Seeds, seeds, and seeds. Cleaning seeds, germinating seeds, packing seeds, and ordering seeds occupied much of our energy last week.
We now offer 60 varieties of vegetables, herbs, and flowers with more flowers coming soon. Seeds have always been a passion project of mine and not the main revenue driver behind Folks Farm. I save seeds to feel more connected to my work, continue a lineage, support a regional food system, and grow the plants I recognize as friends.
Since we have not collaborated with other seed growers, every variety has been grown and saved from our farm. We are conscious of what we grow balancing keeping our varieties from crossing and still providing diversity for our CSA and markets. I am really excited about the new additions to this year’s catalog.
After trying for 3 years we successfully saved an Italian Basil, Genovese. This variety is an organic standard across market farms. We have tried to save seed every year but they were never vigorous enough to sell. Last year we blocked off a stand of basil and never harvested from those plants. Since they were companion planted with tomatoes it became pretty difficult to harvest the tomatoes and not get in trouble with all the bees. Those plants left to flower and put all their energy into making seed did exactly that and made some super high quality offspring.
Dark Star Zucchini has also graced our offerings. This squash was developed in Northern California at Eel River Seeds. Through a collaboration with the Organic Seed Alliance this new variety was bred to have an open growing habit and be as productive as its hybrid competitors. It having been our 2nd year growing this variety I can safely say that I was overwhelmed by the delicious fruits at least once last year.
Cucumbers, like summer squash, need to be isolated to avoid outcrossing. We successfully grew the heirloom Marketmore 76 Cucumber in our tomato tunnel this season. It was a blast watching the vines climb up the tomato plants and set their heavy fruits off the ground (totally unintentional). In the last moments of fall we harvested the overripe fruits, scooped and fermented the seeds, dried them, and now they are germinating close to 100%.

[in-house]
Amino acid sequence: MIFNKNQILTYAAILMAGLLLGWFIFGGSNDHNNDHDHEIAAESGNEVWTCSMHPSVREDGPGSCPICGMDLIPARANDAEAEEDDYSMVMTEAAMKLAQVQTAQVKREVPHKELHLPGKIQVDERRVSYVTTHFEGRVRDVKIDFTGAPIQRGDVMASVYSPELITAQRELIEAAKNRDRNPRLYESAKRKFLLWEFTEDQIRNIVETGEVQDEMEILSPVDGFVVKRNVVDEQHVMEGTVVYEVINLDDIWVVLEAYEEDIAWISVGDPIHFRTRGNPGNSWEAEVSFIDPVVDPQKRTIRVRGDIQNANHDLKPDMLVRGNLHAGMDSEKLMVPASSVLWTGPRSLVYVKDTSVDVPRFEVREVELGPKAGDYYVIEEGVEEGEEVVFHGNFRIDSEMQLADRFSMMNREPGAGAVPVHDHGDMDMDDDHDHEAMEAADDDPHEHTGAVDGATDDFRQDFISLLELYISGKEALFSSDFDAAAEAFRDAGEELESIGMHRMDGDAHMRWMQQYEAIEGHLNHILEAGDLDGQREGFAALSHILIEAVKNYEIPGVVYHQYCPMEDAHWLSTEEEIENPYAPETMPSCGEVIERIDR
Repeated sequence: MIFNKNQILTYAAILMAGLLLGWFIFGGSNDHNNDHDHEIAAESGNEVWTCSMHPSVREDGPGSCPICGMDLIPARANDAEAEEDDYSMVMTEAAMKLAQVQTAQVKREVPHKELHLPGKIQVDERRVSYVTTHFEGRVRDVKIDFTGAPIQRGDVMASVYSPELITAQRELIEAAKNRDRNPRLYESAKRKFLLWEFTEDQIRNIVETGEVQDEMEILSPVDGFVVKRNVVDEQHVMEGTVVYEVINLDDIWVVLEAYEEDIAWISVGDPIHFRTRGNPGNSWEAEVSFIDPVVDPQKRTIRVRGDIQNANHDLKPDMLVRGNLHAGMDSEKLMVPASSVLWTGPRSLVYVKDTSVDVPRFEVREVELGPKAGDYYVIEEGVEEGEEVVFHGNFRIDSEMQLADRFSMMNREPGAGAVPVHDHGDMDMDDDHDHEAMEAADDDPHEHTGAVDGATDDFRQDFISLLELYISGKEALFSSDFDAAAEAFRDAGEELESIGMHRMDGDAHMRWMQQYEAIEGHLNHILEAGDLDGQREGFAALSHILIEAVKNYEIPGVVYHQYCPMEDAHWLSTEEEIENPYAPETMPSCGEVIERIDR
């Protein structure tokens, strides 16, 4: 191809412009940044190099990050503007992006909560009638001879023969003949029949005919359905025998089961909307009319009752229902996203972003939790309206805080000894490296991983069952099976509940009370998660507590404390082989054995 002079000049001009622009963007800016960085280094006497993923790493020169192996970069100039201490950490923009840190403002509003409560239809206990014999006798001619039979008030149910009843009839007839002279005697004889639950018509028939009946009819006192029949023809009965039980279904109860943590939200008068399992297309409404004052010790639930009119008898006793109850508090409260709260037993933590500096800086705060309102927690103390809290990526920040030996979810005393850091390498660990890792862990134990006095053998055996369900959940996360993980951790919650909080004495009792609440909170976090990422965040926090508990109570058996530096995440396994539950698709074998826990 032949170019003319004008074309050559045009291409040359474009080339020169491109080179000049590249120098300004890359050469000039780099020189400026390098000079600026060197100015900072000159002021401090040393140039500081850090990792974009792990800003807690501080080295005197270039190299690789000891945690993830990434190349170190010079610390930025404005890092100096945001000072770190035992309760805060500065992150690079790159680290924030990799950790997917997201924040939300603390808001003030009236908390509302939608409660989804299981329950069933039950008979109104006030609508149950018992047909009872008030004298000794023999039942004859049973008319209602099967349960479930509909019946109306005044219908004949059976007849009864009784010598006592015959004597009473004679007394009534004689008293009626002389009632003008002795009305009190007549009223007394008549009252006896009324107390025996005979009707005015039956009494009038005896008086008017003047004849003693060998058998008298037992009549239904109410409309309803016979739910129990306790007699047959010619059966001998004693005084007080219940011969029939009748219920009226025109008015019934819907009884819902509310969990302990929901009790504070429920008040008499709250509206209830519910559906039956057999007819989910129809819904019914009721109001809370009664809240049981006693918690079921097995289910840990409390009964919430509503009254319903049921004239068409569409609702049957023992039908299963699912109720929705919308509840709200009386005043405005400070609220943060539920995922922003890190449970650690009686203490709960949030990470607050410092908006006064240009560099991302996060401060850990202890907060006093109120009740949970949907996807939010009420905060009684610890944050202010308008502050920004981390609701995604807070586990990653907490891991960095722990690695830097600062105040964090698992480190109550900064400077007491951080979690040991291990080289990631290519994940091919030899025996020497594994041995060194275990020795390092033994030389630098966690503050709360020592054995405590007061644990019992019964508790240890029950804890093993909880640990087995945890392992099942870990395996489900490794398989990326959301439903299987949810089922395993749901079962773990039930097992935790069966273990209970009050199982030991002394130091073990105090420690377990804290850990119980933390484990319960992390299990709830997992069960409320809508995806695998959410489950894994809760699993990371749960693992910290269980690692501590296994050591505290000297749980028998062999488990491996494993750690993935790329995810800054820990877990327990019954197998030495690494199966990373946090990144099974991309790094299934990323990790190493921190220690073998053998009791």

Biennial plants are always special to save seed from. It is amazing to see a carrot or turnip take flight with flowers and eventually seeds. This year we harvested our first commercial quantity of onion. Valencia is a large yellow Spanish onion that makes me cry every time I cut into a root. We selected the best onions from 2020 for superb winter storage, shape, and full wrappers. Come spring we replanted the bulbs in companion with fava beans. The seeds originally came from Aspen Moon Farm and before that Abbondanza in Boulder County. This is truly a regional variety having been adapted to Colorado’s Front Range for over 20 years. It is an honor to carry on the lineage of this historical and ubiquitous crop.
This week is all about getting the seed room to distribution mode, crop planning, and material orders. We are taking pre orders through our web store and hope to begin shipping seeds by the end of January. If the weather continues to be nice this week we will start moving our greenhouse from North Farm to our new rental home. It is bittersweet to move from the original Folks Farm but a much needed step towards simplifying the 2022 growing season.
We have added an additional CSA share size, The Super Share. If you plan on preserving food this year, hosting epic dinner parties, or want to give a little extra to the farm this is the share for you! Let this be your warning, this share is intended for vegetable eating heroes and will be quite a bit of food purchasing power.
Intentions of the week:
Keeping a clean and organized schedule with realistic goals
Take time to exercise and rest
Moving thoughtfully and effectively through large projects
Keep it light